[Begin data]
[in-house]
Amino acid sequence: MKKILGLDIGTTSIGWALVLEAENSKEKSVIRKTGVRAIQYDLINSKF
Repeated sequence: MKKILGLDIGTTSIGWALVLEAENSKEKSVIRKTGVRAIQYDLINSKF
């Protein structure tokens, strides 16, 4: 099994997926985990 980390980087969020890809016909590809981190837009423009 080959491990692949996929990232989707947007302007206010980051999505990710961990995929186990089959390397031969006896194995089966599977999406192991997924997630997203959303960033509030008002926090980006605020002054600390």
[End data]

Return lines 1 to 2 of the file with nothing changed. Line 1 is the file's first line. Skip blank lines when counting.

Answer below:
[in-house]
Amino acid sequence: MKKILGLDIGTTSIGWALVLEAENSKEKSVIRKTGVRAIQYDLINSKF